Example• Calculate the 60-day adjusted weaning weight for a Dorset ram lamb born on March 1 and weaned on June 10. The lamb was born and raised as a twin. His birth weight was 10 lbs. He weighed 70 lbs at weaning. His dam was 2 years old. 1) Determine pre-weaning ADG 2) Multiply pre-weaning ADG weight by common age 3) Add birth weight back in 4) Multiply age-corrected weight by adjustment factor (see TABLE)
Born March 1 Born/raised twin Weaned June 10 Birth weight - 10 # Weaning weight - 70 # Example Age of dam - 2 yrs 1) Determine pre-weaning ADG (weaning weight - birth weight*) age (in days) (70 - 10) 71 d = 0.85 lb/d*If birth weight is not known, a weight per day of age (WDA) can be calculated instead.
Born March 1 Born/raised twin Weaned June 10 Birth weight - 10 # Example Weaning weight - 70 # Age of dam - 2 yrs 2) Multiply pre-weaning ADG weight by common age (0.85 x 60 d) = 51.0 lbs. 3) Add birth weight back in* 51.0 lbs. + 10 lbs. + 61.0 lbs.*If WDA was calculated instead of pre-weaning ADG, do not add a birth weight back in.
Born March 1 Born/raised twin Weaned June 10 Birth weight - 10 #Example Weaning weight - 70 # Age of dam - 2 yrs4) Multiply age-corrected weight by adjustment factor 61.0 lbs. x adjustment factor 61.0 lbs. x 1.16 = 70.8 lbs.
Performance ratios• The percent above or below the average of the contemporary group.• Performance ratio Individual performance average performance of group x 100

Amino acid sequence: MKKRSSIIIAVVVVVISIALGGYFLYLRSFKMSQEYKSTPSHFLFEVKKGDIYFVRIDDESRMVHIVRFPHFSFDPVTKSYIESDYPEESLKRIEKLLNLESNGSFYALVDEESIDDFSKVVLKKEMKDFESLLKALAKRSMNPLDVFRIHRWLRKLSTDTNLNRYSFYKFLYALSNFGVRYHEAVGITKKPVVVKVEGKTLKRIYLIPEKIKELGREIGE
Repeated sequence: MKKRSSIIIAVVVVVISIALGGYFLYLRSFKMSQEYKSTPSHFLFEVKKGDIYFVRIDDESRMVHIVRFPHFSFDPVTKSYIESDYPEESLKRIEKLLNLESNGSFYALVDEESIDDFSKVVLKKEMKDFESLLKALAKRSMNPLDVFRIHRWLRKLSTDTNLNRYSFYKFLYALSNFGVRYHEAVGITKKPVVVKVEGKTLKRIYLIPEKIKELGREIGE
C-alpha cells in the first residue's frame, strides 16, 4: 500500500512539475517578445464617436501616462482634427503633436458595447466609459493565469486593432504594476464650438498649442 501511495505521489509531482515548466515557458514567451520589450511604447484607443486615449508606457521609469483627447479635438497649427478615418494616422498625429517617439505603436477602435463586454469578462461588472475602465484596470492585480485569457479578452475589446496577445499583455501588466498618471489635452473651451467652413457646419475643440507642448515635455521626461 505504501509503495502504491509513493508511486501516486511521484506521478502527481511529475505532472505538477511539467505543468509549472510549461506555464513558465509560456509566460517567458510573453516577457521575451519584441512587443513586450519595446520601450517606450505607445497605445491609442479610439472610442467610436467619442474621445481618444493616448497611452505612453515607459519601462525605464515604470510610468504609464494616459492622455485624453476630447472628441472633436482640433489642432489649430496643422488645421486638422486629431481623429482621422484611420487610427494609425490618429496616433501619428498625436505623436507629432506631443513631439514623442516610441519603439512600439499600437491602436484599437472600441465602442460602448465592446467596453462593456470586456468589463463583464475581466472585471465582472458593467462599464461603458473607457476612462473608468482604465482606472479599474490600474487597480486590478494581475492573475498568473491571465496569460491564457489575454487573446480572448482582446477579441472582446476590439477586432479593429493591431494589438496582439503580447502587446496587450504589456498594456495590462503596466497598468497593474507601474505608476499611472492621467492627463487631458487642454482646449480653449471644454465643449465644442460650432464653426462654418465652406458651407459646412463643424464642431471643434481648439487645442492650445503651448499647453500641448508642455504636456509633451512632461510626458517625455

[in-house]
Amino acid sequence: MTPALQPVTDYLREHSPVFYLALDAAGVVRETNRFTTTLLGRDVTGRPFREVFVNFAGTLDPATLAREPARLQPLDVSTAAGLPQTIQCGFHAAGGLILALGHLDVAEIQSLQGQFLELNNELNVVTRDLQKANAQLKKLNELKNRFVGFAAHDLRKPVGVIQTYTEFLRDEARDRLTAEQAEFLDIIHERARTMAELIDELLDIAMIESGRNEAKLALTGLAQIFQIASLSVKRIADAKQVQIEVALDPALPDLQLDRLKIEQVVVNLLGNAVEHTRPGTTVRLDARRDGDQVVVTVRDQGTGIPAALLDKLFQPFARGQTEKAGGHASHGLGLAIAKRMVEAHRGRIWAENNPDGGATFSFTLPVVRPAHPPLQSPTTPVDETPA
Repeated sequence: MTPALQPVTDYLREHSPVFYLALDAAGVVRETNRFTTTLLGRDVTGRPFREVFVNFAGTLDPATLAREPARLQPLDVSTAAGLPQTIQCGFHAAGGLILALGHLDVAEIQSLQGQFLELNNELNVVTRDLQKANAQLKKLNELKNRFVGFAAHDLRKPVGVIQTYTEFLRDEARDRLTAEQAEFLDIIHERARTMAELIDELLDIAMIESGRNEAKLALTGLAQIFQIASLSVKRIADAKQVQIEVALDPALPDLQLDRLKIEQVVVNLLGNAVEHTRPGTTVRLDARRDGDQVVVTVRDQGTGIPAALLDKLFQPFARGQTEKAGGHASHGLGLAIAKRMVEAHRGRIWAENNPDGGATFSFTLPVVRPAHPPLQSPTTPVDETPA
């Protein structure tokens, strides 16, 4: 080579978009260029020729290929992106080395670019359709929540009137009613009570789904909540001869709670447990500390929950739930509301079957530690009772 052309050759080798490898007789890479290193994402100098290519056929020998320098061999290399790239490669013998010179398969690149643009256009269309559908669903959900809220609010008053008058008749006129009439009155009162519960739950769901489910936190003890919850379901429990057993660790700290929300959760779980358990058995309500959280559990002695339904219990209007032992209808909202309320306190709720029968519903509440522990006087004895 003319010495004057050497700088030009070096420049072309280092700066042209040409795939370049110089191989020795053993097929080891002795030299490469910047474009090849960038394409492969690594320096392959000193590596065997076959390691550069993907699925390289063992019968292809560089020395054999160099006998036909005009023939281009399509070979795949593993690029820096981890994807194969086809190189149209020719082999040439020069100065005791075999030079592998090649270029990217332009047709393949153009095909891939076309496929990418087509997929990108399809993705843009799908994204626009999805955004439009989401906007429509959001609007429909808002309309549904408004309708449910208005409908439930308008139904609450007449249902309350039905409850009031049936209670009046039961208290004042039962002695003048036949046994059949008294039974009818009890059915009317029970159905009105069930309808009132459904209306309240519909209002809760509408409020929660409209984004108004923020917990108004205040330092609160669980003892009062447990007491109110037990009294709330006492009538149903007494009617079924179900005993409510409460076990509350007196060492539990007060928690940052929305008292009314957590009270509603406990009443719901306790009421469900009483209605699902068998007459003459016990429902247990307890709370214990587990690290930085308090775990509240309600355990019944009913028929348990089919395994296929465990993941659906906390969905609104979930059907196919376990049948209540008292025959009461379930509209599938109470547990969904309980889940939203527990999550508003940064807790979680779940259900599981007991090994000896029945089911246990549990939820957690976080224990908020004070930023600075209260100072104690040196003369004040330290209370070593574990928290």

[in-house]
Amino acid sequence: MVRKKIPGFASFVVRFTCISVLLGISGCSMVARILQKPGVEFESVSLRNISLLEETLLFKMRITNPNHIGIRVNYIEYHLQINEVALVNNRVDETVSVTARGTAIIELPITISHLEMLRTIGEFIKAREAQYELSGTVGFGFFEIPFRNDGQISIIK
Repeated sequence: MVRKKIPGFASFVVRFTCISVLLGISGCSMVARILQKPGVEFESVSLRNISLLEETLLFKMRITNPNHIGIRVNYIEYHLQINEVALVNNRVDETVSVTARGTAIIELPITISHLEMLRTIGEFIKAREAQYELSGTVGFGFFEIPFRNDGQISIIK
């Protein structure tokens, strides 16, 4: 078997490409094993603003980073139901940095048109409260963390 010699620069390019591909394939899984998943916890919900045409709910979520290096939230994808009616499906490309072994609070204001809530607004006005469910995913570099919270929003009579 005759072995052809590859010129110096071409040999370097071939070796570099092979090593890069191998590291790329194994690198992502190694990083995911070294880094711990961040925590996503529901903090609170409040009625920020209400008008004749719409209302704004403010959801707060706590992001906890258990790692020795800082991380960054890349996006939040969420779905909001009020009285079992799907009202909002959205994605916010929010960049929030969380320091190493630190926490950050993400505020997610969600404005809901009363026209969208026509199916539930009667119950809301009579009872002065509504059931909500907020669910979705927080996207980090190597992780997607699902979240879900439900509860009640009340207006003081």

Example: performance ratioWhat is the WW ratio for buck #6 ID Adj. WW 1 44 Individual performance x 100 2 38 3 32 Average performance of group 4 50 5 48 6 45 45 lbs x 100 7 40 41.7 lbs 8 41 9 40 10 39 = 108 % Avg 41.7
Selecting for parasite resistance• Measure fecal egg counts Can only compare animals in when animals are between 4 same contemporary group. and 12 months of age.• Compare average fecal egg count of an individual lamb or kid to the group average (at least 15-25 animals).• A high worm load is needed to select for parasite resistance (> 500 epg avg.)• More measurements more selection accuracy• A resistant male is needed to make much progress.
Selecting for parasite resistanceSIRE SELECTION• Choose sire with lowest average progeny FEC. REPLACEMENT SELECTION • Choose replacements from sire(s) with lowest average FEC (if more than one sire) • Choose replacements with lowest FECs in group.
How we select for parasite resistance in our buck test 1 Top 10 2 3 4 5 6 7 8 9 10 10 9 8 7 Bottom 10 6 5 4 3 2 1 All goats were triple-dewormed (moxidectin + levamisole + albendazole) on 6/2. Twelve days later, the average fecal egg count was near zero.
What about visual appraisal?Does it matter what the animal looks like? Absolutely!
There should always be minimum standards forreproductive soundness and structural correctness. • Reproductive soundness a) Testicles b) Teeth c) Teats and udder • Structural correctness a) Feet and legs b) Jaw set c) Conformation
Emphasis on visual appraisalCommercial Show ring• Minimum standards • Very important• More stringent standards for • Economic trait rams and bucks• Some (?) correlation with • Some traits are highly productivity and heritable. longevity, especially with dairy • Low correlation with females. productivity.• Many fleece traits are subjectively evaluated. Visual appearance is still a very important aspect of market acceptance.
Final webinar: Feb 19, 7 pm EST“Advanced Genetic Improvement”